Within the first 2 hours of the journey It had become clear that we would not be able to make it in 6 days which we had estimated earlier, Namdapha had taken us by surprise and we were already thinking if we would be able to complete the trek. At a point it got so strenuous that we stopped thinking and just kep moving like a zombie with backpacks. Up down up down up down was the order of the day. That night all of us ate and slept without uttering a word.



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The next 6 days we woke up, packed our tents, cooked food, ate and started walking, we tuned ourselves to keep walking even if it rains and to pitch the tents by 2.30 in the noon. The format was to eat, walk, eat and sleep. Every stretch was a test of endurance, from the ups and downs of the mountain range to longs walks on slippery boulders by the river, from crossing single bamboo bridges to pushing yourself ahead through knee deep thick slush for miles together. There was a time we were walking thru elephant grass twice our size for more than 2 hours. The whole journey It was like an obstacle course and the moment you thought you mastered to walk on slippery stones, the jungle presented you with a higher difficulty level and this time a cliff with a drop in the high current river and the only support you have are the roots of the trees that come out of the soil.
The Nights in the forest has been particularly beautiful with the milky way above and the fire below.

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As you realize how small a creature you are in this gigantic forest it began to treat us with goodies, we met a few people from the local tribe who were building bamboo and cane bridges for commute they also provided us with fresh cat fish caught from the dehing river, we also got to taste a particular insect collected from under the stones by the river for a tribal Chutney’. There are a couple of villages on the way within the namdapha boundary which act as a resting place for the local tribes while they are commuting to and fro, while we were in these villages we stayed with the tribal elders who are very hospitable, one can also buy fruits and vegetables grown by these tribes for you journey ahead.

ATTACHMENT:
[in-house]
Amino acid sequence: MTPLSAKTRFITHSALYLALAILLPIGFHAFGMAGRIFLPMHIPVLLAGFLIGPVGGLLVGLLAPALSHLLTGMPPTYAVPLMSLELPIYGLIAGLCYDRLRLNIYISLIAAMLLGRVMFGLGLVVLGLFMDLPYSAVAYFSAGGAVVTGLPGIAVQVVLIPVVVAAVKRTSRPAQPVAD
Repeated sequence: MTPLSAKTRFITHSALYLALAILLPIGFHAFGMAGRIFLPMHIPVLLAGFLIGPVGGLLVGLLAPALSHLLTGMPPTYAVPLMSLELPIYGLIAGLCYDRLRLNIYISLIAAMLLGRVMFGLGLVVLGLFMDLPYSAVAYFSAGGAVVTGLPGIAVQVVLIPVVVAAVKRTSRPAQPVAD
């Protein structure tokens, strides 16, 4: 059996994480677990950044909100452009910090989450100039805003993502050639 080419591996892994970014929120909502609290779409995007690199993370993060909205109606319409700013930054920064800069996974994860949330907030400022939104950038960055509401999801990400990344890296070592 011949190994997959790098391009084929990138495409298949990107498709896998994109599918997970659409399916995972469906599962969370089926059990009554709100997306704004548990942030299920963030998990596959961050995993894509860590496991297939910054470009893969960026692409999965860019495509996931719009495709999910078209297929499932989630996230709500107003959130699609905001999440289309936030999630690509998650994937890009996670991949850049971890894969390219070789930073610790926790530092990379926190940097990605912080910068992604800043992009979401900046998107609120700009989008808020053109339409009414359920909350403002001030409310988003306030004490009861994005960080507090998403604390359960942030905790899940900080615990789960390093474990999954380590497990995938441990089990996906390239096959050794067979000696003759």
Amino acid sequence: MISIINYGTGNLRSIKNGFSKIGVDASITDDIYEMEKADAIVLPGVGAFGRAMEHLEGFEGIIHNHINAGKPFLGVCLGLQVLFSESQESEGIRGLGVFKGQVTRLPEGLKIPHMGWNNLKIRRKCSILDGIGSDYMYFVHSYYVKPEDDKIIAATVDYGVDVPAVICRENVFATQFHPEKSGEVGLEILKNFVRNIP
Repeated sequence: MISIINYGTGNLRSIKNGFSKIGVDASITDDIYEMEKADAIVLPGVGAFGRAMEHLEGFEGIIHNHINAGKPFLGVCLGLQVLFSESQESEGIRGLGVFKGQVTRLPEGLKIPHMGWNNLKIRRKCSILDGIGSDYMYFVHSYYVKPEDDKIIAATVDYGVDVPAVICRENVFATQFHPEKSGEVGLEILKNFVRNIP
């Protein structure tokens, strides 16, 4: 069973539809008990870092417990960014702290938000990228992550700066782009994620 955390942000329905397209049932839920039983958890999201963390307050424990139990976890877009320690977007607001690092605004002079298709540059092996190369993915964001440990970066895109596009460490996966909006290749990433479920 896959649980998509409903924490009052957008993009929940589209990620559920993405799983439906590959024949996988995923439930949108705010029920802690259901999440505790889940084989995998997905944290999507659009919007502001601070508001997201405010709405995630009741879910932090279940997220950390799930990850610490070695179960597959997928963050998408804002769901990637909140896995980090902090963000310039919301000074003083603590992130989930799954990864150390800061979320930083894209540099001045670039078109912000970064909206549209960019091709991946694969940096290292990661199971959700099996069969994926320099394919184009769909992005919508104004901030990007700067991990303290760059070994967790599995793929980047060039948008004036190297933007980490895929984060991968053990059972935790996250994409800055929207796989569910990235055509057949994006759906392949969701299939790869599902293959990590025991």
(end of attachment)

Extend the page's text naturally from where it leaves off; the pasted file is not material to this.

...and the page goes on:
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The seventh day we reached Gandhigram, the second last village in eastern Arunachal, This is primarily home of the Lisu tribe with about 400 household, Here there is only one phone booth which is connected over satellite. The market is primarily a display of farm produces from individual houses, one can by vegetables, meat, eggs, fruits etc. Salt is priced at 100/- sugar and oil at 200/-. There is no visible help from the government, no medical facilities, no proper schools and no financial aid from the govt. Though they are citizens of India they are still fighting for their rights and ST status. Hardworking, skillful earn some money with their cane baskets and farm excesses. The only outsiders the tribes have seen are the soldiers from the Assam rifle regiment and a few members from the wild life fraternity.